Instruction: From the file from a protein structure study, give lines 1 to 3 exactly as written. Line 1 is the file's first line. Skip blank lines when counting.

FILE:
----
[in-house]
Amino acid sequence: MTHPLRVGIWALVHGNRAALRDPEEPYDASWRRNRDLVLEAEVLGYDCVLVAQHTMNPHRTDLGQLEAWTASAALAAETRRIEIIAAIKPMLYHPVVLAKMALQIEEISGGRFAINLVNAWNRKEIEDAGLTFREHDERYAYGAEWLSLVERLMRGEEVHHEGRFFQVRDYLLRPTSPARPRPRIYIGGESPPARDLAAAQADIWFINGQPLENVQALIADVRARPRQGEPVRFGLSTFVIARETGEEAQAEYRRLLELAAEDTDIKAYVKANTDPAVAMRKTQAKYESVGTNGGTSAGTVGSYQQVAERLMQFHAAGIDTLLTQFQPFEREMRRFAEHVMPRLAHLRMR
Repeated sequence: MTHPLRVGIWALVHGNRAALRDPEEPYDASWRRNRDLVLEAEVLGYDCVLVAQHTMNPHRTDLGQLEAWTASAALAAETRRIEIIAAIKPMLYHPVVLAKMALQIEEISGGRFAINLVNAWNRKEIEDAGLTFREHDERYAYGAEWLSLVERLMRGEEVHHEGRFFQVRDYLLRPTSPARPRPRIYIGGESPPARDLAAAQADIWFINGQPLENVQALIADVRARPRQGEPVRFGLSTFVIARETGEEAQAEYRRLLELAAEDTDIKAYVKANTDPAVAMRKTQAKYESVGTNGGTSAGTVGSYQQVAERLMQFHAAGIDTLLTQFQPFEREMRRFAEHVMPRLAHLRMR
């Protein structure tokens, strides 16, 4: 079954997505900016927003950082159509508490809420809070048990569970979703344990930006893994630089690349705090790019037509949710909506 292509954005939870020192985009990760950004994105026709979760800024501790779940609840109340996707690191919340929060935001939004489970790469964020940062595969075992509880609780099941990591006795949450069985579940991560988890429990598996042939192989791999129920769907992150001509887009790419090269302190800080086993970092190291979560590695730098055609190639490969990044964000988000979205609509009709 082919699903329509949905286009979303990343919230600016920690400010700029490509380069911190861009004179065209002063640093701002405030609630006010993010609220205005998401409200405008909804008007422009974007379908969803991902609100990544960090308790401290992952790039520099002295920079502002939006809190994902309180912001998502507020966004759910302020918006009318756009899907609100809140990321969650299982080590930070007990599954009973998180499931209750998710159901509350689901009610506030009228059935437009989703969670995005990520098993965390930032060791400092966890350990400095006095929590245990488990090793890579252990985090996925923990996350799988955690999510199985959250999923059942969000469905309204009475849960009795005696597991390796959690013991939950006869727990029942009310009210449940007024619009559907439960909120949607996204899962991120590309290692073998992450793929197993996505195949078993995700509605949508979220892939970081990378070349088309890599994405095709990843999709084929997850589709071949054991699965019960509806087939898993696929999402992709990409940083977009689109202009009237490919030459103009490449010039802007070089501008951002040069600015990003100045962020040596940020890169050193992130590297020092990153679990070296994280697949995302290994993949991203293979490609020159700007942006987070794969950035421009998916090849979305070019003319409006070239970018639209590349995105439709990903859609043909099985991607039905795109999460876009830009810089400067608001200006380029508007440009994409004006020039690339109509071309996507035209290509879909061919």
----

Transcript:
[in-house]
Amino acid sequence: MTHPLRVGIWALVHGNRAALRDPEEPYDASWRRNRDLVLEAEVLGYDCVLVAQHTMNPHRTDLGQLEAWTASAALAAETRRIEIIAAIKPMLYHPVVLAKMALQIEEISGGRFAINLVNAWNRKEIEDAGLTFREHDERYAYGAEWLSLVERLMRGEEVHHEGRFFQVRDYLLRPTSPARPRPRIYIGGESPPARDLAAAQADIWFINGQPLENVQALIADVRARPRQGEPVRFGLSTFVIARETGEEAQAEYRRLLELAAEDTDIKAYVKANTDPAVAMRKTQAKYESVGTNGGTSAGTVGSYQQVAERLMQFHAAGIDTLLTQFQPFEREMRRFAEHVMPRLAHLRMR
Repeated sequence: MTHPLRVGIWALVHGNRAALRDPEEPYDASWRRNRDLVLEAEVLGYDCVLVAQHTMNPHRTDLGQLEAWTASAALAAETRRIEIIAAIKPMLYHPVVLAKMALQIEEISGGRFAINLVNAWNRKEIEDAGLTFREHDERYAYGAEWLSLVERLMRGEEVHHEGRFFQVRDYLLRPTSPARPRPRIYIGGESPPARDLAAAQADIWFINGQPLENVQALIADVRARPRQGEPVRFGLSTFVIARETGEEAQAEYRRLLELAAEDTDIKAYVKANTDPAVAMRKTQAKYESVGTNGGTSAGTVGSYQQVAERLMQFHAAGIDTLLTQFQPFEREMRRFAEHVMPRLAHLRMR